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Ghoomar Dance Rajasthan

The ochre expanse of the Thar Desert of Rajasthan comes alive with the visual relief of its brightly dressed inhabitants; and when its dancers take the center stage, you just cannot stop tapping your feet. The Ghoomar Dance Rajasthan is one of the most popular folk dances in Rajasthan.

The performing arts of Rajasthan are in fact very rich in their traditional background and speak of a race that have passed through stages tribal primitiveness to move on to a valiant feudalism triggered by the rise of the Rajputs as a class of royalty.

Rajasthan has great variety of dances, which are simple rustic expressions of celebration and festivity. The dancers, with their vibrantly colored costumes have make Thar the most colorful desert in the world with each region adding on to the tradition, its own form of dance styles and performers.

The dances of Rajasthan trace religious traditions, royal legends and myths, while some other are performed with the simple idea of celebrating a particular festivity or fair.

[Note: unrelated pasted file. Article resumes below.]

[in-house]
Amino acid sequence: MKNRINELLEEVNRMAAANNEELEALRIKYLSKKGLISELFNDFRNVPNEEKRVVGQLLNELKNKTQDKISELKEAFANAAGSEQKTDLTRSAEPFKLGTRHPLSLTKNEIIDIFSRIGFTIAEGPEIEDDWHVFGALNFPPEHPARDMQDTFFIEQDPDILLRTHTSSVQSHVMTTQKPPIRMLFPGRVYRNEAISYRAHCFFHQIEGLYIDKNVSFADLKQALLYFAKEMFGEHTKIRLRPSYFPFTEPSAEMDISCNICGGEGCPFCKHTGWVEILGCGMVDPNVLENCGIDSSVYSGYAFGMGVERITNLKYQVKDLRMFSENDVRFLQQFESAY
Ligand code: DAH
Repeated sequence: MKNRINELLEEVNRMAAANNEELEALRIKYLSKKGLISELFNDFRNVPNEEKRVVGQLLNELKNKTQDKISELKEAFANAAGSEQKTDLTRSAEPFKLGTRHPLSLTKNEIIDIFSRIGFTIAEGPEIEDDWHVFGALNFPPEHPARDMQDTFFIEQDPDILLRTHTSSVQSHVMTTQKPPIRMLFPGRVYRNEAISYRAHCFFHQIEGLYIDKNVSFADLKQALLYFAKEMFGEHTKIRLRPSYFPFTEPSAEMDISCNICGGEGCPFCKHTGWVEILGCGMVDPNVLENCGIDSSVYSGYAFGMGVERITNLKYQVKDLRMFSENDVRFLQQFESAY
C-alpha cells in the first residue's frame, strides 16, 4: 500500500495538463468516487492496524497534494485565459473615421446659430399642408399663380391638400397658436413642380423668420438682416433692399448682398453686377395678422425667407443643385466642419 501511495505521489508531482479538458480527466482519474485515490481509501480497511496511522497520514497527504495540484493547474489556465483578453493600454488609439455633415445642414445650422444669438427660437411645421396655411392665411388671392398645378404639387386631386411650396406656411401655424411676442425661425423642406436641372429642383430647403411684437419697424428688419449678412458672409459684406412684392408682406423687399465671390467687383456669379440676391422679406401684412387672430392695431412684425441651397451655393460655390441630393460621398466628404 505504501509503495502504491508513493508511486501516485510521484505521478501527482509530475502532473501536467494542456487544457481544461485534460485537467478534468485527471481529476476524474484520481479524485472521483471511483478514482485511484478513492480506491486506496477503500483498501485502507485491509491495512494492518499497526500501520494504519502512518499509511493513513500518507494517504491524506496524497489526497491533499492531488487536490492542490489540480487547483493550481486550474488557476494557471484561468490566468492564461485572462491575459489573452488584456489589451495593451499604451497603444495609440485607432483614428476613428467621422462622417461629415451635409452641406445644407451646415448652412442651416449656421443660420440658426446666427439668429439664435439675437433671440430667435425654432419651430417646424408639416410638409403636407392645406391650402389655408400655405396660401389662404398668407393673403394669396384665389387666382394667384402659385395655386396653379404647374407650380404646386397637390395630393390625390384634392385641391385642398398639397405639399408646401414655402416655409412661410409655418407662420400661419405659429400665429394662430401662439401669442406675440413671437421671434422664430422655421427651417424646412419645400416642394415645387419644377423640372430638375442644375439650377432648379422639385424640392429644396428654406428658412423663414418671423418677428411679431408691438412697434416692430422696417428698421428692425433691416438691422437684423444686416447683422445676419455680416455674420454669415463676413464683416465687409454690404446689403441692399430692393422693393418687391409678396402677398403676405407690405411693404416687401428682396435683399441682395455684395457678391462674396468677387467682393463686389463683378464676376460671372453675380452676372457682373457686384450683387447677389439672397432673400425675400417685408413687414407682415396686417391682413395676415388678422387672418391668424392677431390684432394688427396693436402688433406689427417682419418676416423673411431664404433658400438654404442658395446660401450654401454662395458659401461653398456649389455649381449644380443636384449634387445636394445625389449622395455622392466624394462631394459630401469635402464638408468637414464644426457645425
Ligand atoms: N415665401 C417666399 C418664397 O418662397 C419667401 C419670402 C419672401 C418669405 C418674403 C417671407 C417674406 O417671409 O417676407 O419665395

The popular Ghoomar Dance in Rajasthan India is the characteristic dance of the Bhil tribe. However, it is largely associated with the royal ladies of Jaipur, who perform it on certain auspicious occasions. The Kachhwaha Clan of Rajputs who ruled Jaipur, defeated the Bhils and later acceded to a peaceful coexistence. It is therefore normal that the royalty would pick up some of the Bhil traditions and practices. The Ghoomar dance is a essentially a women's dance performed by the women for exclusively ladies’ gatherings. The women performing the Ghoomar Dance Rajasthan dance in circles.

They are dressed in the traditional ghaghra and choli with chunaris. They deck up in traditional silver jewelry and glass bangles. The Ghoomar is performed during women’s gatherings like the ritual of haldi during a wedding, or to entertain a queen in her personal quarters, etc.

The Bhils were an indomitable war-like tribal race. Initially they made the highways and roads a dangerous place for Jaipur’s traders and commoners. Whenever the Kachhwahas tried to discipline them, they simply disappeared into the nooks and corners of the Aravallis which have been their home for centuries. Realizing the futility of this exercise, the Kachhwahas sued for peace and exempted the Bhils were from paying tribute which was however, not a very big deal since the Bhils were most unlikely to pay. In any case, after this incident, the Kachhwahas accepted the Bhils as friends of the royalty.